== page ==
Welcome to the Curriculum & Leadership Journal website.
To receive our fortnightly Email Alert,
please click on the blue menu item below.
Curriculum & Leadership Journal
An electronic journal for leaders in education
ISSN: 1448-0743
Follow us on twitter

Getting good teachers into challenging schools

Suzanne Rice
Dr Rice is a Research Fellow at the Melbourne Graduate School of Education

Australia has relatively high levels of education, and our students perform well in international achievement tests, but there is an unacceptable gap between the performance of our best students and our weakest, many of whom are pooled in schools that are hard to staff. While there are undoubtedly some outstanding teachers in hard-to-staff schools, one way to address this achievement gap is to get more of the very best teachers into the most challenging schools, and this has been behind recent calls to give top teachers salary incentives to work in disadvantaged settings. But is money the only answer?

In 2006 I conducted research at the University of Melbourne looking at how Victorian teachers made decisions about where to teach. For the study I surveyed 919 teachers across the State, covering Government, Catholic and Independent sectors. The survey took into account both professional factors (such as the desire for promotion or for a place in an innovative school) and personal factors (such as moving to a school because of a partner’s work commitments). The study contrasted the importance given to these factors by more and less effective teachers to see if they moved towards, stayed in or moved away from a school for different reasons. The results suggest some additional ways in which education systems may be able to get a greater proportion of highly effective teachers working in the most challenging settings.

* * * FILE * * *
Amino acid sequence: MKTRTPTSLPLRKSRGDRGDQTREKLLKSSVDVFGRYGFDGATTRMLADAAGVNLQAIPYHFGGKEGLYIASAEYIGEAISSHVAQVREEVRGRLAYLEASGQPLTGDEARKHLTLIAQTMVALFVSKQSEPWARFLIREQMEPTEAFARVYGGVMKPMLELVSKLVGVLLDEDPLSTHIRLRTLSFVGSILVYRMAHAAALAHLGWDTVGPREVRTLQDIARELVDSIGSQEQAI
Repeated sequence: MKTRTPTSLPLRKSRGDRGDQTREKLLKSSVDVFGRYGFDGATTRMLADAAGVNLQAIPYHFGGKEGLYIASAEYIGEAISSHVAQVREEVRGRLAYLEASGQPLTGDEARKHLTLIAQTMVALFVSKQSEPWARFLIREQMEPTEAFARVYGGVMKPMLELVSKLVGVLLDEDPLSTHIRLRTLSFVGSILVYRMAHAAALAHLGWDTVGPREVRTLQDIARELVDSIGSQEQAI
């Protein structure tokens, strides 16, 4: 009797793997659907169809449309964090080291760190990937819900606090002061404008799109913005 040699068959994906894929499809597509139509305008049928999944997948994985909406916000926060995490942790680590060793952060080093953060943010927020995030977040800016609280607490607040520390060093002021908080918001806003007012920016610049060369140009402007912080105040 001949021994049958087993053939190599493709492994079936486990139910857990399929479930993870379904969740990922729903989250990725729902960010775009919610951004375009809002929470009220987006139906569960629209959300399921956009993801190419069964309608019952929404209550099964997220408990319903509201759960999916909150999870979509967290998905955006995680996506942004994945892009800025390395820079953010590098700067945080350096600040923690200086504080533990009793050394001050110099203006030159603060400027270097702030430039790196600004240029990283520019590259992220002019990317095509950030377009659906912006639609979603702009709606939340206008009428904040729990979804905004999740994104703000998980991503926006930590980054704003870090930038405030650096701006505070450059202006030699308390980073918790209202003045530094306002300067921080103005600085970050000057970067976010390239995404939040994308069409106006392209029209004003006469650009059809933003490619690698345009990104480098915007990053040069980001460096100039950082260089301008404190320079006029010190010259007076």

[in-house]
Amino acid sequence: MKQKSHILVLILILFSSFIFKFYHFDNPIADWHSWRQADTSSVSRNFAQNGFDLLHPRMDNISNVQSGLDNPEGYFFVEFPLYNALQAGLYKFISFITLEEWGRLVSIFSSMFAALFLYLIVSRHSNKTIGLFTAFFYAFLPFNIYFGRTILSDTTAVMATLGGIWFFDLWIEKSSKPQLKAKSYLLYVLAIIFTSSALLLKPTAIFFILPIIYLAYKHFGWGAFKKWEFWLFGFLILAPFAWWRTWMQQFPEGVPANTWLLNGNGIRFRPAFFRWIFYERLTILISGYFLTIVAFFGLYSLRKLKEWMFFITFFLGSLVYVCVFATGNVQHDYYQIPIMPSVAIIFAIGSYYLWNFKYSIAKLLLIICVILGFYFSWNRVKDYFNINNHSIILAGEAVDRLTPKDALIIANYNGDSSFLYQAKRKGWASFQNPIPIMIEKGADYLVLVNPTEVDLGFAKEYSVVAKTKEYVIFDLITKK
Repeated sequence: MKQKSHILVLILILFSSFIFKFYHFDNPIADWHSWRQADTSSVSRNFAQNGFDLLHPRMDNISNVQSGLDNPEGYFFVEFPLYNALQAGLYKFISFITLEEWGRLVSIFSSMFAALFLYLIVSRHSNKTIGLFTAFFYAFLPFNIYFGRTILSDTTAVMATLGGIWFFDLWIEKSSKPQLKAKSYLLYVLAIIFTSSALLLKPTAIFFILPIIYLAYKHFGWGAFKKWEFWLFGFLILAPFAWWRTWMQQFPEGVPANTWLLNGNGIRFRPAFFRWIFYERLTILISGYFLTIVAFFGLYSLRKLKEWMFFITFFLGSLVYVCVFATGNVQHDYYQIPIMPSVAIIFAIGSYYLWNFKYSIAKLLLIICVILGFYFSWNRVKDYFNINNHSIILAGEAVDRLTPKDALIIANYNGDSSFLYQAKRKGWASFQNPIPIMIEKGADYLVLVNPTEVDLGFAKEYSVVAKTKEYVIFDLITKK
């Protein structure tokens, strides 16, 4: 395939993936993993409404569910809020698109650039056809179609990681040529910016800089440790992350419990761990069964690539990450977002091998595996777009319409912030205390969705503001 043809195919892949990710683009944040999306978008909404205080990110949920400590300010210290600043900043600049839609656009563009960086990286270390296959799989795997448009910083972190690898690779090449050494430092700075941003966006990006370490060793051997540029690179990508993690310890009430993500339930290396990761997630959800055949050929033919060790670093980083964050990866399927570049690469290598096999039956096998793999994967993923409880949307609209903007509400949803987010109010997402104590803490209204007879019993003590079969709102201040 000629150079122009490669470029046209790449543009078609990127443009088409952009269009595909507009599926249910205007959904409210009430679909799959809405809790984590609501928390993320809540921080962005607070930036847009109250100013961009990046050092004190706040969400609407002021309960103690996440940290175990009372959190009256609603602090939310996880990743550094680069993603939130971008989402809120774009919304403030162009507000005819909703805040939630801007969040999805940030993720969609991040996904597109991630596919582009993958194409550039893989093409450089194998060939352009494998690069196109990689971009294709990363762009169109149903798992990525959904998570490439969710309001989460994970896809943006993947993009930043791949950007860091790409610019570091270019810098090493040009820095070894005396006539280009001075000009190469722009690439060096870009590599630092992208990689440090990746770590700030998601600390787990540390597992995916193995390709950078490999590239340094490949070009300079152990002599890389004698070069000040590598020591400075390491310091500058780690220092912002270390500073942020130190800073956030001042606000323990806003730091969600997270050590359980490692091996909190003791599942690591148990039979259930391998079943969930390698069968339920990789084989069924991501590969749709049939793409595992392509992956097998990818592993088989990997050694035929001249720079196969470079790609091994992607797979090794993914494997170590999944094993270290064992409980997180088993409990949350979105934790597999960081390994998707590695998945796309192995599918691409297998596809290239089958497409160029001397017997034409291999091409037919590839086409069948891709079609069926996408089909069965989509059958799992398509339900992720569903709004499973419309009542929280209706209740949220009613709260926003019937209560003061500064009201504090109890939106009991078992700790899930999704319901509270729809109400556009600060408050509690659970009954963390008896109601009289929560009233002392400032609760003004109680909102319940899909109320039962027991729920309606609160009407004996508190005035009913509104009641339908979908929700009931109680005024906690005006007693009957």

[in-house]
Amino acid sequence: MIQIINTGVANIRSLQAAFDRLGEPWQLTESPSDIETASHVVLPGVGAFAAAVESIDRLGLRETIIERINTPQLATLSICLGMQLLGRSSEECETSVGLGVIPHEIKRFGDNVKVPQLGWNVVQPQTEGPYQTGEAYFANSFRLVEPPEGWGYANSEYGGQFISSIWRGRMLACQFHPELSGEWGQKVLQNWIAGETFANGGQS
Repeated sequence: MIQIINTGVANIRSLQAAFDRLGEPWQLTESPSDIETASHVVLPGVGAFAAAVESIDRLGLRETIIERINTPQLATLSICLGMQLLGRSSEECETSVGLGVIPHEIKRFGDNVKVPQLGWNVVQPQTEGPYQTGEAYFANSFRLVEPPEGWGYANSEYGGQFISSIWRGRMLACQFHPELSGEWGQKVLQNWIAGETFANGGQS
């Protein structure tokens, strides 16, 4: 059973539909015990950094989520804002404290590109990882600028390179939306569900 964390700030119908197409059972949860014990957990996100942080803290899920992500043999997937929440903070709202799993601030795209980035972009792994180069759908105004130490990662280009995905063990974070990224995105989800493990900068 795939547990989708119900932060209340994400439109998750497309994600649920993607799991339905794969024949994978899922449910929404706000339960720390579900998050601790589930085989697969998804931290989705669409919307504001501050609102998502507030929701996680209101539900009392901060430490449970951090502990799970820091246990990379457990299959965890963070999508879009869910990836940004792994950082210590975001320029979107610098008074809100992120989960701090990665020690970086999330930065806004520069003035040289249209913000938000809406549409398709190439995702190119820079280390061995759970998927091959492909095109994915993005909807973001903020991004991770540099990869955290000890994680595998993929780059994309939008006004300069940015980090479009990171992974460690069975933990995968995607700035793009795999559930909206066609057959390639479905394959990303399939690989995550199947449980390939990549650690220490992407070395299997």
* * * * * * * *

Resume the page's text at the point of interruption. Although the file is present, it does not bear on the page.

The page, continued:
Identifying the effective teacher

While the measurement of teacher effectiveness is a controversial issue, research in the area does suggest that more effective teachers tend to hold certain attitudes and beliefs. They have confidence in their own teaching ability, and in the power of teaching to make a difference to students’ lives. They are enthusiastic, caring towards students, and they are committed to their own professional improvement.